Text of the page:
What other states can learn from Utah, Mormon culture
New York Times columnist Nicholas Kristof wants you to learn another language.
The columnist recently wrote that foreign languages, especially Spanish, are becoming more important in the United States, and Americans might do well to learn them. He said Utah's capital, Salt Lake City, is an example of a city mixing together with different languages — largely because of the high concentration of members of the Church of Jesus Christ of Latter-day Saints who served missions abroad — and it’s something young people should pursue.
The Economist also chimed in recently on the benefits of learning a foreign language, supposing that being at least bi-lingual could increase the average American's retirement fund somewhere in the ballpark of $67,000 over the course of a career.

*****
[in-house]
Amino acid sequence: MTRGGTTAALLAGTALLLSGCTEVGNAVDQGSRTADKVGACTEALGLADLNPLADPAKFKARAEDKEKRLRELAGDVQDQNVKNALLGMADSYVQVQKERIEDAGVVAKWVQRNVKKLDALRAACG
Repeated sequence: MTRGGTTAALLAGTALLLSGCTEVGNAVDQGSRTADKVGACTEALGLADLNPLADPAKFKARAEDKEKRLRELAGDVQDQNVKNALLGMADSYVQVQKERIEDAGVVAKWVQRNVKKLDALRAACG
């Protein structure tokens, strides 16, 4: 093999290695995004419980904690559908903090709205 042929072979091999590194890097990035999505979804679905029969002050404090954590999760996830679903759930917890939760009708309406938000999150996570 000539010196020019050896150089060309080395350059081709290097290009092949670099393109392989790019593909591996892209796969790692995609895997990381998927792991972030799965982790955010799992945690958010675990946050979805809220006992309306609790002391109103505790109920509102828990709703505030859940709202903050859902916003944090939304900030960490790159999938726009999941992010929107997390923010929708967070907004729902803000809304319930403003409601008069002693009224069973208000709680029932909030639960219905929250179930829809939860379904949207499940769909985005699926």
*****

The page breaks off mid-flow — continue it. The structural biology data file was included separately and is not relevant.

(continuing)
But for Kristof just learning another language for more economic success isn't enough. It's about cultural immersion.
"One of the aims of higher education is to broaden perspectives, and what better way than by a home stay in a really different country, like Bangladesh or Senegal?"
What makes Utah stand out, then, isn't just the language diversity but the "wealth of international experience," which, despite recent efforts to bolster study abroad programs, is in short supply in the American higher education system.
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